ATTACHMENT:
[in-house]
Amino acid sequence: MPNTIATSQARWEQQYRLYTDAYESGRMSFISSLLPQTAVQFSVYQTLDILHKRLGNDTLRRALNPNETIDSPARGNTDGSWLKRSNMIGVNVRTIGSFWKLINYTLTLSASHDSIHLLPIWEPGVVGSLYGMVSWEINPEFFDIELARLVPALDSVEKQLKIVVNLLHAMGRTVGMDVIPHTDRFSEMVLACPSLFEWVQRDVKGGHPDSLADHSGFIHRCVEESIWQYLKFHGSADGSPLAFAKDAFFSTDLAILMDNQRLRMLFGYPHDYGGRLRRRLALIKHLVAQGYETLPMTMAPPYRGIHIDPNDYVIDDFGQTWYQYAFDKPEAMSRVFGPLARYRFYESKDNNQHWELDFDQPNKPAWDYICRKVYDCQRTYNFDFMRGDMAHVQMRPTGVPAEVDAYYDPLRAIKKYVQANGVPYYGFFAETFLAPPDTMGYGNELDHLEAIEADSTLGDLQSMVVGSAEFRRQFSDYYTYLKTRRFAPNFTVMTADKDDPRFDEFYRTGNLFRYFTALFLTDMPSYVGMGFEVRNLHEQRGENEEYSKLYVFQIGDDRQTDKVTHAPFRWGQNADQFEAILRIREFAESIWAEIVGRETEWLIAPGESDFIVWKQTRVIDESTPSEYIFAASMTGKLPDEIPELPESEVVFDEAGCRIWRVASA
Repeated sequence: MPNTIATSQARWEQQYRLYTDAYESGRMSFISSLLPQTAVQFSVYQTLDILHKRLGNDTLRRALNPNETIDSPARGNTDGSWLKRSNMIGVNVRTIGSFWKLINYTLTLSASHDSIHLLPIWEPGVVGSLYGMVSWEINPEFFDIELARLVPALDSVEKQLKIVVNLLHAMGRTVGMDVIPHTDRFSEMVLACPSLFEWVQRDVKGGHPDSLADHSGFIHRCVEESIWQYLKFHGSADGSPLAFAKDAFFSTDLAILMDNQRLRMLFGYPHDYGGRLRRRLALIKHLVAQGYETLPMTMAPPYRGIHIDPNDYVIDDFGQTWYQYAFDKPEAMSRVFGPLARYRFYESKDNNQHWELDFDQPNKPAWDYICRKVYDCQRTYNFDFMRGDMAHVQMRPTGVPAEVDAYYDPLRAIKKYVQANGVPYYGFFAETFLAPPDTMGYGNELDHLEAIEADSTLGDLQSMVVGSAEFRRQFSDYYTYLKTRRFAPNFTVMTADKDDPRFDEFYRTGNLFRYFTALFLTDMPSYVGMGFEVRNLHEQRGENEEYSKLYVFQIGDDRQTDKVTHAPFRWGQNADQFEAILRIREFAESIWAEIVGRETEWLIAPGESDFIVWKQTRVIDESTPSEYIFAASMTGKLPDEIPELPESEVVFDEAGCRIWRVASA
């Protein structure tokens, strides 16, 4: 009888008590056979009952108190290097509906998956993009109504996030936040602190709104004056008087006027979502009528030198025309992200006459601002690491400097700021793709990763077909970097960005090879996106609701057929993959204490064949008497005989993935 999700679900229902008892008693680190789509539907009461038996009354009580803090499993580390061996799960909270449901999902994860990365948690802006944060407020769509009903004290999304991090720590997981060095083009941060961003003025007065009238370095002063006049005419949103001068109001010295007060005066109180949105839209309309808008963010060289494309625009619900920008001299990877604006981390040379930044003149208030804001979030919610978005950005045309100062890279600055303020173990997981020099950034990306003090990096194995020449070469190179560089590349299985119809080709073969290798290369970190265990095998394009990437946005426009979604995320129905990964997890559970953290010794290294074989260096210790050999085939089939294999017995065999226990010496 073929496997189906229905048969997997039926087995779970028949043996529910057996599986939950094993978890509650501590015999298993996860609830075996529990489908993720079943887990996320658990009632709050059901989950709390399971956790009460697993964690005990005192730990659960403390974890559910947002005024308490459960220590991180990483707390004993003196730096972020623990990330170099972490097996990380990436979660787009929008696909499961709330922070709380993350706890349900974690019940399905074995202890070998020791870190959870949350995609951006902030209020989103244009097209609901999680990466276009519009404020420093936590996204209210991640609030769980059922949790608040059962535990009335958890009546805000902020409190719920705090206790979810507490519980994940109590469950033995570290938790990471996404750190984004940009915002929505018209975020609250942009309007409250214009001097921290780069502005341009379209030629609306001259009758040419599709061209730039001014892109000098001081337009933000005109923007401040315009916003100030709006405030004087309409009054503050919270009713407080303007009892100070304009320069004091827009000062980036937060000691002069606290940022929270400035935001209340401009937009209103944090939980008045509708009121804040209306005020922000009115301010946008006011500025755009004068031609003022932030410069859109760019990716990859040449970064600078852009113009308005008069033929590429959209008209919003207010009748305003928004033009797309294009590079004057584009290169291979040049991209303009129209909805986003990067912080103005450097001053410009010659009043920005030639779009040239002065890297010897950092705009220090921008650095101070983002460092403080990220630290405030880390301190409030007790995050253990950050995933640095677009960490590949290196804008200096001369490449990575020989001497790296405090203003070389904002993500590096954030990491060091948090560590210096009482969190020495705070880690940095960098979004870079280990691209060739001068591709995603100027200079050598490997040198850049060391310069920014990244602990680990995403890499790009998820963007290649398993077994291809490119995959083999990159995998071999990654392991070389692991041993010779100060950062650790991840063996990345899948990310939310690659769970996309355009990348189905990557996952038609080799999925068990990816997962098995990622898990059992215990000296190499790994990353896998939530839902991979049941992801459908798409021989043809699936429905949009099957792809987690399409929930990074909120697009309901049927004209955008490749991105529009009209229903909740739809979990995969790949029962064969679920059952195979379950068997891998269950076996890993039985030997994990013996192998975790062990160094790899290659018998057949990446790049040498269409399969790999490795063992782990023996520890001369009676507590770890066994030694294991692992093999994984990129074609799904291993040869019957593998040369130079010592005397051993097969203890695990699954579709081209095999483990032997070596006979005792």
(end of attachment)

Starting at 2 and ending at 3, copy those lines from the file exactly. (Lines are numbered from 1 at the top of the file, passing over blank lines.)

Amino acid sequence: MPNTIATSQARWEQQYRLYTDAYESGRMSFISSLLPQTAVQFSVYQTLDILHKRLGNDTLRRALNPNETIDSPARGNTDGSWLKRSNMIGVNVRTIGSFWKLINYTLTLSASHDSIHLLPIWEPGVVGSLYGMVSWEINPEFFDIELARLVPALDSVEKQLKIVVNLLHAMGRTVGMDVIPHTDRFSEMVLACPSLFEWVQRDVKGGHPDSLADHSGFIHRCVEESIWQYLKFHGSADGSPLAFAKDAFFSTDLAILMDNQRLRMLFGYPHDYGGRLRRRLALIKHLVAQGYETLPMTMAPPYRGIHIDPNDYVIDDFGQTWYQYAFDKPEAMSRVFGPLARYRFYESKDNNQHWELDFDQPNKPAWDYICRKVYDCQRTYNFDFMRGDMAHVQMRPTGVPAEVDAYYDPLRAIKKYVQANGVPYYGFFAETFLAPPDTMGYGNELDHLEAIEADSTLGDLQSMVVGSAEFRRQFSDYYTYLKTRRFAPNFTVMTADKDDPRFDEFYRTGNLFRYFTALFLTDMPSYVGMGFEVRNLHEQRGENEEYSKLYVFQIGDDRQTDKVTHAPFRWGQNADQFEAILRIREFAESIWAEIVGRETEWLIAPGESDFIVWKQTRVIDESTPSEYIFAASMTGKLPDEIPELPESEVVFDEAGCRIWRVASA
Repeated sequence: MPNTIATSQARWEQQYRLYTDAYESGRMSFISSLLPQTAVQFSVYQTLDILHKRLGNDTLRRALNPNETIDSPARGNTDGSWLKRSNMIGVNVRTIGSFWKLINYTLTLSASHDSIHLLPIWEPGVVGSLYGMVSWEINPEFFDIELARLVPALDSVEKQLKIVVNLLHAMGRTVGMDVIPHTDRFSEMVLACPSLFEWVQRDVKGGHPDSLADHSGFIHRCVEESIWQYLKFHGSADGSPLAFAKDAFFSTDLAILMDNQRLRMLFGYPHDYGGRLRRRLALIKHLVAQGYETLPMTMAPPYRGIHIDPNDYVIDDFGQTWYQYAFDKPEAMSRVFGPLARYRFYESKDNNQHWELDFDQPNKPAWDYICRKVYDCQRTYNFDFMRGDMAHVQMRPTGVPAEVDAYYDPLRAIKKYVQANGVPYYGFFAETFLAPPDTMGYGNELDHLEAIEADSTLGDLQSMVVGSAEFRRQFSDYYTYLKTRRFAPNFTVMTADKDDPRFDEFYRTGNLFRYFTALFLTDMPSYVGMGFEVRNLHEQRGENEEYSKLYVFQIGDDRQTDKVTHAPFRWGQNADQFEAILRIREFAESIWAEIVGRETEWLIAPGESDFIVWKQTRVIDESTPSEYIFAASMTGKLPDEIPELPESEVVFDEAGCRIWRVASA